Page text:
EP12 – Java 8’s New Optional Keyword

Java 8 Optional KeywordNullPointerExceptions are a royal pain in the butt. They can strike at almost any point if your code encounters any “edge cases” that you hadn’t previously thought of.

And when a NullPointerException is thrown, it can severely impact the quality of your user’s experience.

For something as simple as “Hey, there’s nothing here”, it’s amazing how serious a problem this can be.

Well, that’s where Java 8 has stepped up their game and finally provided us with a keyword we can use to solve this issue.

[Enter Stage Left]: Optional

The Java 8 Optional keyword is used as a wrapper around objects (kind of like a container).

In Oracle’s tutorial on this keyword they use the example of a soundcard in a computer.

A computer can have a soundcard, or it could be missing a soundcard. So you could use the Optional keyword to get around the possible NullPointerExceptions.

Here’s a diagram that gives you an idea of what it visually looks like to use Optional:

Java 8 Optional

So, if you’re in a situation where you’re pre-Java 8, here’s how you’d have to deal with all the possible NullPointerException issues:

String version = "UNKNOWN";
if(computer != null){
  Soundcard soundcard = computer.getSoundcard();
  if(soundcard != null){
    USB usb = soundcard.getUSB();
    if(usb != null){
      version = usb.getVersion();
    }
  }
}

A pretty big mess right? We’re probably all so used to writing this kind of code to check for nulls, but it’s madness.

Java 8 Optional Syntax

So how do we write some nicer code now that we have Java 8 on our side? Let’s have a look:

public class Computer {
  private Optional<Soundcard> soundcard;  
  public Optional<Soundcard> getSoundcard() { ... }
  ...
}

public class Soundcard {
  private Optional<USB> usb;
  public Optional<USB> getUSB() { ... }

}

public class USB{
  public String getVersion(){ ... }
}

Pretty straight-forward I hope. All we’re doing here is wrapping the Soundcard and USB objects with the Optional keyword.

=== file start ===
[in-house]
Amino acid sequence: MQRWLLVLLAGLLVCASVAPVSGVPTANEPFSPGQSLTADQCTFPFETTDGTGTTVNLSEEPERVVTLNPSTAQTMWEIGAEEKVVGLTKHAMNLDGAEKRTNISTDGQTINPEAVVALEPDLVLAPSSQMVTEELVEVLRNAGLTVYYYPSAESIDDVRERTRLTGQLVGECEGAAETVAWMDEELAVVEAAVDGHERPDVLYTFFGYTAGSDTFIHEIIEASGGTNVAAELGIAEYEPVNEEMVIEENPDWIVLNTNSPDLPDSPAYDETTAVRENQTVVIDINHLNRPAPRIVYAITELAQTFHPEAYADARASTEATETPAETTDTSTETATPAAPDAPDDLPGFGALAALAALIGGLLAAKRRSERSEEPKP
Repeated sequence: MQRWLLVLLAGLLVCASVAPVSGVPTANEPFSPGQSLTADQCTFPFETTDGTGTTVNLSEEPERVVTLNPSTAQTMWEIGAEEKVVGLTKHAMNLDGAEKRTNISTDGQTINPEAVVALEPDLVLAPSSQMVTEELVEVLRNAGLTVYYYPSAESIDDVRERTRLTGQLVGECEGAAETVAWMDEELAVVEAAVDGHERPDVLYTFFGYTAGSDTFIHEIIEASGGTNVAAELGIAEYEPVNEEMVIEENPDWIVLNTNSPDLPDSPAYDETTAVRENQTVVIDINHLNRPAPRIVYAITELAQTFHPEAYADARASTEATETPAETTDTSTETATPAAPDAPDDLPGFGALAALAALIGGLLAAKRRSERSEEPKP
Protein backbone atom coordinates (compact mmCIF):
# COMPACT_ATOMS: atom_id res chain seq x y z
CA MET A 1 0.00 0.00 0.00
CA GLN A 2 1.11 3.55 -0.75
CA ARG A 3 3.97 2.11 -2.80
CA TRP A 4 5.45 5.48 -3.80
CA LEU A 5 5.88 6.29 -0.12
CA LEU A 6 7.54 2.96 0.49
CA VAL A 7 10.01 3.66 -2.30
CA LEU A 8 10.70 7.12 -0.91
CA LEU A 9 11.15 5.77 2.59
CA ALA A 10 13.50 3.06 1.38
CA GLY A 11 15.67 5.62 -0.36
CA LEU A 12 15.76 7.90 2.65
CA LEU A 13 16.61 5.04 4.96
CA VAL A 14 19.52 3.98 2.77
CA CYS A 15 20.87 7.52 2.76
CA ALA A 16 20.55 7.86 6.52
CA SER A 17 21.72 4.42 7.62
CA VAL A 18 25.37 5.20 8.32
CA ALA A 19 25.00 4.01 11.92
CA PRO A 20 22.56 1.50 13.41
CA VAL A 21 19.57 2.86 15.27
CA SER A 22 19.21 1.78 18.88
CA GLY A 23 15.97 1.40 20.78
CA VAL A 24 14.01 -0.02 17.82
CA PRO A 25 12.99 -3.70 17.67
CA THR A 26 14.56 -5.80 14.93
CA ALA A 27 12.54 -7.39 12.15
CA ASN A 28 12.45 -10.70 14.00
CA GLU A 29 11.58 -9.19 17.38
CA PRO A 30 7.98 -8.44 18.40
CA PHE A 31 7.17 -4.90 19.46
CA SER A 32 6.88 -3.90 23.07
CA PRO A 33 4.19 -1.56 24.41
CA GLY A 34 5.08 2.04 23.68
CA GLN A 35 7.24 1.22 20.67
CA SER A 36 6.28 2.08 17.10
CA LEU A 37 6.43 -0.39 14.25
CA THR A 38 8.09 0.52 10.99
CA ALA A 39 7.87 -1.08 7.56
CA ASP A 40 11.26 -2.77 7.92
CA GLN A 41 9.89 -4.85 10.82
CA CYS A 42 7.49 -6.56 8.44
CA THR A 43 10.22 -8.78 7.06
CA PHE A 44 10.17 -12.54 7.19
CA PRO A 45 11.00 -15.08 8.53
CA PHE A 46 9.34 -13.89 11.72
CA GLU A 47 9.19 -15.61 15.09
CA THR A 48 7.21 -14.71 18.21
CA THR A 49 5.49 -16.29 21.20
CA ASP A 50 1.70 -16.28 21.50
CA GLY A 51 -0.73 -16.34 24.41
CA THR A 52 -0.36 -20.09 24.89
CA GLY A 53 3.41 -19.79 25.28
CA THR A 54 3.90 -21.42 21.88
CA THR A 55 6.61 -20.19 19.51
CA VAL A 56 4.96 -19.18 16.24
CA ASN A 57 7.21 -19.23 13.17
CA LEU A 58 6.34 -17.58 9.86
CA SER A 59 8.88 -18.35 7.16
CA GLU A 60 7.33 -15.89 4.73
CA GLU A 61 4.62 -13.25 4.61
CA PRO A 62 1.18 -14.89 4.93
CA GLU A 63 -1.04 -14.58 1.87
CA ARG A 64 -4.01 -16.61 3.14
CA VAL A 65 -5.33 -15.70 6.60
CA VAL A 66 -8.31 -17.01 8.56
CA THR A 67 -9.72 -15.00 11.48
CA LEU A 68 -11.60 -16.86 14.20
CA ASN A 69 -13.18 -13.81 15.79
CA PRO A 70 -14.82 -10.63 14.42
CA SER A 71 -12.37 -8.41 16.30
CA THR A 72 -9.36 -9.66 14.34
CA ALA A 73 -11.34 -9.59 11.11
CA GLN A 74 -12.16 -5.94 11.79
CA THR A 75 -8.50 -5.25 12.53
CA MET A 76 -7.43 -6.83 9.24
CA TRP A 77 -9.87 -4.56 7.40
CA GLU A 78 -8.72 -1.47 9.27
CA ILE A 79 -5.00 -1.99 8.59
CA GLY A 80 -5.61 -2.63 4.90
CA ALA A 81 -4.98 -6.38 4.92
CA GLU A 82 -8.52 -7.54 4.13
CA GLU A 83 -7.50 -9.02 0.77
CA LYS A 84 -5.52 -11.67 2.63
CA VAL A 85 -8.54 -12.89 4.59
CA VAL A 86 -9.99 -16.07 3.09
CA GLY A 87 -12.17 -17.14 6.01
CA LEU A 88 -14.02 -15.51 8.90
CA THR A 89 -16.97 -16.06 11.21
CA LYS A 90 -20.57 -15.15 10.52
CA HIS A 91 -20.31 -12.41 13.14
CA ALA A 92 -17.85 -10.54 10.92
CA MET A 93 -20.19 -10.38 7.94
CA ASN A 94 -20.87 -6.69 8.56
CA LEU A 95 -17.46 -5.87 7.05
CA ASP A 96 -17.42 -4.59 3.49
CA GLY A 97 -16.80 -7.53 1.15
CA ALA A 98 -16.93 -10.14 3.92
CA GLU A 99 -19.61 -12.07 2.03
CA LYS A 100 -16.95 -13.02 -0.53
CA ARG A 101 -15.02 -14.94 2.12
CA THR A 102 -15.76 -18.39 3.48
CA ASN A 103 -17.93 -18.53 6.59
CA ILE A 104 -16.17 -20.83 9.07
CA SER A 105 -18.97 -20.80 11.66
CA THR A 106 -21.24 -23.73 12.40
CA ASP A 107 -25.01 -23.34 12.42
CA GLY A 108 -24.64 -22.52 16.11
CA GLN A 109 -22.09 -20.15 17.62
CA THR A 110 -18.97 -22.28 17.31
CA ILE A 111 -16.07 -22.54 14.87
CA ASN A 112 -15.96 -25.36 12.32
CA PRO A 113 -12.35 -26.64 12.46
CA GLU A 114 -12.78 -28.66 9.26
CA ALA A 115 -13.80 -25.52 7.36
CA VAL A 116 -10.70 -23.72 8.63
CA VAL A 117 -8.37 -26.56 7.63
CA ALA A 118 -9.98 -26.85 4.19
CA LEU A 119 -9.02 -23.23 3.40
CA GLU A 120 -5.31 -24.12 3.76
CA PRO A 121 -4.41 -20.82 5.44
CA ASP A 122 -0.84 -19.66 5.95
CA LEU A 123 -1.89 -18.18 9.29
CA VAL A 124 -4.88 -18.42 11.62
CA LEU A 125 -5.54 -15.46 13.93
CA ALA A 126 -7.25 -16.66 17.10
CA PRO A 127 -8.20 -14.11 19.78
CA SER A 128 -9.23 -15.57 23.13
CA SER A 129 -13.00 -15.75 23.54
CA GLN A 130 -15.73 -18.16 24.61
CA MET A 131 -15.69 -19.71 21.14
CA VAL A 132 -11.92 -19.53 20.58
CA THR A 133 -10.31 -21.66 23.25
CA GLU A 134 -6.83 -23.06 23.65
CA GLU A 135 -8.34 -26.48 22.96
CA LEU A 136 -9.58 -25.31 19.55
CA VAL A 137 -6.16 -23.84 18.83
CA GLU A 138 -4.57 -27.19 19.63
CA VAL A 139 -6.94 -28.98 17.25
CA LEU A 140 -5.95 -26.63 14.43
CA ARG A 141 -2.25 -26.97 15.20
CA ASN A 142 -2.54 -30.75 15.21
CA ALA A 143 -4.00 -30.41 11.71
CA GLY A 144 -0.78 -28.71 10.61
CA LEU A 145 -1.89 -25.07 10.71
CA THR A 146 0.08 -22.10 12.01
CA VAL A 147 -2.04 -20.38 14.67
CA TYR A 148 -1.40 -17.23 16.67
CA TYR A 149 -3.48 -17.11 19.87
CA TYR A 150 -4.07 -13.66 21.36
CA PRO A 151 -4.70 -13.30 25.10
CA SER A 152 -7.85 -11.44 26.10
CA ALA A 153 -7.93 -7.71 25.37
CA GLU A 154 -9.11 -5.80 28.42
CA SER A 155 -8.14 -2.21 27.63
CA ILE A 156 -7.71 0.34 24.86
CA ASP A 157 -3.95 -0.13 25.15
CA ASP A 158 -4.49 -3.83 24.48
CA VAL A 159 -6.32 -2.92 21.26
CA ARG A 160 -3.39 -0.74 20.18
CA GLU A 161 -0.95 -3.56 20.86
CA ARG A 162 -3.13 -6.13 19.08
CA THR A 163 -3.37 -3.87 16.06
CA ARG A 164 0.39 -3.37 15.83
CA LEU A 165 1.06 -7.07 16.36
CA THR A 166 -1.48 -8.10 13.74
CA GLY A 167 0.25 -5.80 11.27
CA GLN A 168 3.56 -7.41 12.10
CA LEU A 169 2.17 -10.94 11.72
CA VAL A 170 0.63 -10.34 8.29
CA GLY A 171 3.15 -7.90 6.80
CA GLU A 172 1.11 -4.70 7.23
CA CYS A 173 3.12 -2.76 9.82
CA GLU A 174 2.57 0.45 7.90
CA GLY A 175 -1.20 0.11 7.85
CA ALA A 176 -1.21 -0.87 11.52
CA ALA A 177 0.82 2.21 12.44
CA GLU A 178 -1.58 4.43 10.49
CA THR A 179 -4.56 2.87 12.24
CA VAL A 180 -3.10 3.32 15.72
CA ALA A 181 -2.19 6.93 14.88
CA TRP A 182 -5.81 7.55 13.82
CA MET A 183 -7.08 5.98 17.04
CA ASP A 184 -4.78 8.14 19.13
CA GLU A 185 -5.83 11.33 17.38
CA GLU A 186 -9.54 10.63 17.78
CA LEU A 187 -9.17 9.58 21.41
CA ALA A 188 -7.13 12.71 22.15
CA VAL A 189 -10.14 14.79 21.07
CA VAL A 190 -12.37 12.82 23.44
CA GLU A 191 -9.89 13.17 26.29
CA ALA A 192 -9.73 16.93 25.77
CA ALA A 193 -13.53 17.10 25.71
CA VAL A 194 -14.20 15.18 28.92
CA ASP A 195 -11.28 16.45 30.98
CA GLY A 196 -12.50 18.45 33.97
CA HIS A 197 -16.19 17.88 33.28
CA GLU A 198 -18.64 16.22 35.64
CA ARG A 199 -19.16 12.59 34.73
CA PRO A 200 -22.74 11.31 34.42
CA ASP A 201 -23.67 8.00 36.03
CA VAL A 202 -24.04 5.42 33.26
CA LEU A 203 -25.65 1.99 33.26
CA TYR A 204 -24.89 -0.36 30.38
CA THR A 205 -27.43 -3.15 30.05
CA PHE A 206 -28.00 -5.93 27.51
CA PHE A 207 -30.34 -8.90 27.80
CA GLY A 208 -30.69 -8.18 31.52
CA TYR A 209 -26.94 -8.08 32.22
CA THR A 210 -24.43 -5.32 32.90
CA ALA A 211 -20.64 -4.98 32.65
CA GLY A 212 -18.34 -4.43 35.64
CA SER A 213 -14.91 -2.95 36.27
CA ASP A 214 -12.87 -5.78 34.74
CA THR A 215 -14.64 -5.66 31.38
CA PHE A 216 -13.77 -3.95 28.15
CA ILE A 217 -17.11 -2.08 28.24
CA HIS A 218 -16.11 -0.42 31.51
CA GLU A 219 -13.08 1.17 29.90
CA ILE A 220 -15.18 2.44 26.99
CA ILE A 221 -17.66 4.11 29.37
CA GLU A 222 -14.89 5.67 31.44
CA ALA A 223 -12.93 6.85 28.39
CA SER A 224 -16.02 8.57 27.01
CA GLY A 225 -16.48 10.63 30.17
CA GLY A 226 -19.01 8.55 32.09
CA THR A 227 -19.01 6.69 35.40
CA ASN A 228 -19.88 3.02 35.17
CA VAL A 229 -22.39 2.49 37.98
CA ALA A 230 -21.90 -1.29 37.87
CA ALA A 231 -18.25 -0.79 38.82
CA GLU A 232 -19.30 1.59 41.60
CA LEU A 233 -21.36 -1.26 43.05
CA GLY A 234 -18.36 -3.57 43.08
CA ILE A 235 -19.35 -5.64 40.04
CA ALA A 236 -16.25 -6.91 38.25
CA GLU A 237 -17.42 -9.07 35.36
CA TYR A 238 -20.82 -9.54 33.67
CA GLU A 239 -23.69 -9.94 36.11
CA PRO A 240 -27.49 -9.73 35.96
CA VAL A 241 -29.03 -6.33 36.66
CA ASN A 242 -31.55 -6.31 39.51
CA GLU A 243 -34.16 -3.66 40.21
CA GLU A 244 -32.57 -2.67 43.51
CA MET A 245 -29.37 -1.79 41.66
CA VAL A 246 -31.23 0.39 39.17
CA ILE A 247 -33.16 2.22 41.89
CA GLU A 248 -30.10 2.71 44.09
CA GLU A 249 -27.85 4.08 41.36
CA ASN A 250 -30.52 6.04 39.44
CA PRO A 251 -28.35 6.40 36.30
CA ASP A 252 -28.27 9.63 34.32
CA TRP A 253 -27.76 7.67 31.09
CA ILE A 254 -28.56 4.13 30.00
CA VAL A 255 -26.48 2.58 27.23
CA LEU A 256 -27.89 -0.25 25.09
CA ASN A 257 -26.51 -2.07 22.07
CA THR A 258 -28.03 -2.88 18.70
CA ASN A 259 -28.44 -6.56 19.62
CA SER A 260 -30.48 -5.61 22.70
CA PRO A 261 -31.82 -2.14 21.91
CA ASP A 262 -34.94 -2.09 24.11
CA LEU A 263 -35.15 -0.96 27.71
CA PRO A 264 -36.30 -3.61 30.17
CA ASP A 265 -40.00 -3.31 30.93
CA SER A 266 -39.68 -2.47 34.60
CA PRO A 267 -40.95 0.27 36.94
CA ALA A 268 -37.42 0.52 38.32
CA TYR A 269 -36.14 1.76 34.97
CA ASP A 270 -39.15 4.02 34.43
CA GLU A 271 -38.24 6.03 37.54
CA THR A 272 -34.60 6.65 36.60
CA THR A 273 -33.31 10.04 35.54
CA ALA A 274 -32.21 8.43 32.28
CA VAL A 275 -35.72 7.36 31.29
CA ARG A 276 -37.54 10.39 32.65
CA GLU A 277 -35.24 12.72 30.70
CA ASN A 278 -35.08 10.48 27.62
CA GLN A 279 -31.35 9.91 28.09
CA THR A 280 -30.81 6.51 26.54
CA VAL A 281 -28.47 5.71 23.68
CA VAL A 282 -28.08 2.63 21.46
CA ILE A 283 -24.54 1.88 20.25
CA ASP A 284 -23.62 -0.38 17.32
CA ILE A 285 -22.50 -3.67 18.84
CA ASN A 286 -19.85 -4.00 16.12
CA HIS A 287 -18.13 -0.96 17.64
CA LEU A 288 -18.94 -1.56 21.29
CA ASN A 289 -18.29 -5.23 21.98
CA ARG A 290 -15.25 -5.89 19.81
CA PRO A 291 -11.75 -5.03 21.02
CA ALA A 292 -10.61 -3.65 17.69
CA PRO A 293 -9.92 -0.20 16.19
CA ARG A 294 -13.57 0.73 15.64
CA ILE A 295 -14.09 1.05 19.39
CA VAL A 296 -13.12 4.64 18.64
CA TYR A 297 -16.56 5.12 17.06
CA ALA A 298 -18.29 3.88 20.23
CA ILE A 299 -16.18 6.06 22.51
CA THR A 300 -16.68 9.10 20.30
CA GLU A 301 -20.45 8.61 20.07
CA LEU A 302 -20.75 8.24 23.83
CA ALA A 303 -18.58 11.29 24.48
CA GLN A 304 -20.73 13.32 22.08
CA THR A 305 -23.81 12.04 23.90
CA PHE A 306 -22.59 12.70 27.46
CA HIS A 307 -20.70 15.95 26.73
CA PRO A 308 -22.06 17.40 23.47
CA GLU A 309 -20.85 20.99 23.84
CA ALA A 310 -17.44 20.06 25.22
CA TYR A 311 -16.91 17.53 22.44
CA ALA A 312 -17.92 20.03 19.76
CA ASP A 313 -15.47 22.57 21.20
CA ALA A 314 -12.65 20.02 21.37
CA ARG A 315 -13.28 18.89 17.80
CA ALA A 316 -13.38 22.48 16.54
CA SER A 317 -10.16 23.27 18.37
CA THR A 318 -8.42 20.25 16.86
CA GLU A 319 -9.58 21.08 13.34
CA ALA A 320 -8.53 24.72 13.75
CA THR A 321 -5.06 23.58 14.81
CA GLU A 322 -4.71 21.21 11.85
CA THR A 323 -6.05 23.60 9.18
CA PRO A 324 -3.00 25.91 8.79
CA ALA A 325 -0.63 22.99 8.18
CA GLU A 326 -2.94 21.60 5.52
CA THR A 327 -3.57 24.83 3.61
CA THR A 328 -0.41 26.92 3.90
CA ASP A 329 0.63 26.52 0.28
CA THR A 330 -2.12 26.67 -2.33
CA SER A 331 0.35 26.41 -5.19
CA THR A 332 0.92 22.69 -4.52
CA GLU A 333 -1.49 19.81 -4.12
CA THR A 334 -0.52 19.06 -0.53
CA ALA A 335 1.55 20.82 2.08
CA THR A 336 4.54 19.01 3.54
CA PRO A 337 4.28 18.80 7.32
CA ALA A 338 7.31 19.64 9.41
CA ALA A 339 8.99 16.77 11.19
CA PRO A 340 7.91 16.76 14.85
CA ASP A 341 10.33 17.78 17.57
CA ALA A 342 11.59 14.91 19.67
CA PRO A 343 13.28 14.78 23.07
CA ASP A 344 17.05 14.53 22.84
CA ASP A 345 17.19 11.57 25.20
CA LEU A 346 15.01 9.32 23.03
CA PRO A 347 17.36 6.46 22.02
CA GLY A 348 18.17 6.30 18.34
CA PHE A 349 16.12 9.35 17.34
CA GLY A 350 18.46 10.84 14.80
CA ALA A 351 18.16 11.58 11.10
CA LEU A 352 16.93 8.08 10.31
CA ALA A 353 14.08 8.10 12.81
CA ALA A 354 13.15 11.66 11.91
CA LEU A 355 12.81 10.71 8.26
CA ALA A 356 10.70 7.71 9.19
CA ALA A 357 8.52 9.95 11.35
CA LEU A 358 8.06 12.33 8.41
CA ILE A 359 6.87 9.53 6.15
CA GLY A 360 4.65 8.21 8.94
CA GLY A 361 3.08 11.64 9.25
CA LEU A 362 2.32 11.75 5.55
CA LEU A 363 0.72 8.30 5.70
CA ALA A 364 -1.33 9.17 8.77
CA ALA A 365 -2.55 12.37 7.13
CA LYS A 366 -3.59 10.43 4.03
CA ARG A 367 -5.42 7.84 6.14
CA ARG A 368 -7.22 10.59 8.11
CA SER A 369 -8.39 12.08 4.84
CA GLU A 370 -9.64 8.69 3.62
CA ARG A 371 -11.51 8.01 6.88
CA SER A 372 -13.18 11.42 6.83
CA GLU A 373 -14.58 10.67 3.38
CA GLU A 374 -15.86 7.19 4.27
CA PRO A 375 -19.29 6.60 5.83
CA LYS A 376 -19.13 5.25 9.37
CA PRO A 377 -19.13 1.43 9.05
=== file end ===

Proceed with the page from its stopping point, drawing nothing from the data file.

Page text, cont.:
Fair enough, but how do we access the values? Let’s use Java 8 Streams to get the job done (Note: If you haven’t learned about Streams yet, check out this article I wrote on the subject).

List<String> usbVersions = computers.stream()
                           .flatMap(Computer::getSoundcard)
                           .flatMap(Soundcard::getUSB)
                           .map(USB::getVersion)
                           .orElse("UNKNOWN");

So what this code will do is it will extract all the usb versions from a list of Computers, but, in the case that there is no soundcard or no usb object available, it will fallback to the orElse() method.

So if a computer doesn’t have a Soundcard, or if it doesn’t have a USB, we’ll get “UNKNOWN” and NO NULLPOINTERS! Boo yah!

So really what this Optional keyword is doing, is that it’s forcing us to deal with the null case.

Creating Optional Objects

Alright, so we’ve seen how to deal with Optional objects that come from a stream.

But now let’s take a look at how to create them.

Optional<Soundcard> sc = Optional.of(new Soundcard()); 

One thing to understand here is that when you perform an Optional.of() call, the value shouldn’t be null, otherwise it will still throw a NullPointerException.

If this seems strange to you, then you will likely prefer a different method:

Optional<Soundcard> sc = Optional.ofNullable(new Soundcard());

With the Optional.ofNullable() method, if the object being passed in is null, you’ll just get an empty Optional object when you try to access the soundcard inside.

Doing Stuff with your Optional Value

Does this look familiar:

SoundCard soundcard = ...;
if(soundcard != null){
  System.out.println(soundcard);
}

Yeah, we’ve all been there. Let’s harness the power of Optional:

Optional<Soundcard> soundcard = ...;
soundcard.ifPresent(System.out::println);

Makes a lot more sense now right? If there’s a value present in the Optional wrapper, it’ll get printed out to the console. Otherwise, no worries, you’re not going to throw a stupid NullPointerException because you tried to print an empty object.

Logging just got 10 times easier and safer!

PS. you can also use a soundcard.isPresent() check that returns true if soundcard contains a value.

PPS. oh yeah, you can also just get your object from the Optional container by saying soundcard.get()… but be careful, because that could throw a NoSuchElementException if there is no object in the container.

Java 8 Optional – Default Values and Actions

Pre-Java 8 this was a common scenario:

Soundcard soundcard = 
  aSoundcard != null ? aSoundcard 
            : new Soundcard("basic_sound_card");

Let’s clean that up a bit with Java 8:

Soundcard soundcard = aSoundcard.orElse(new Soundcard("default"));

So this code reads like so… I’d like to declare a soundcard object and try to populate it with aSoundcard. If aSoundcard doesn’t have a value, then assign a default value instead.

Now if you’re new to Java 8, this might seem complicated… but it’s only unfamiliar to you, it’s actually pretty simple stuff.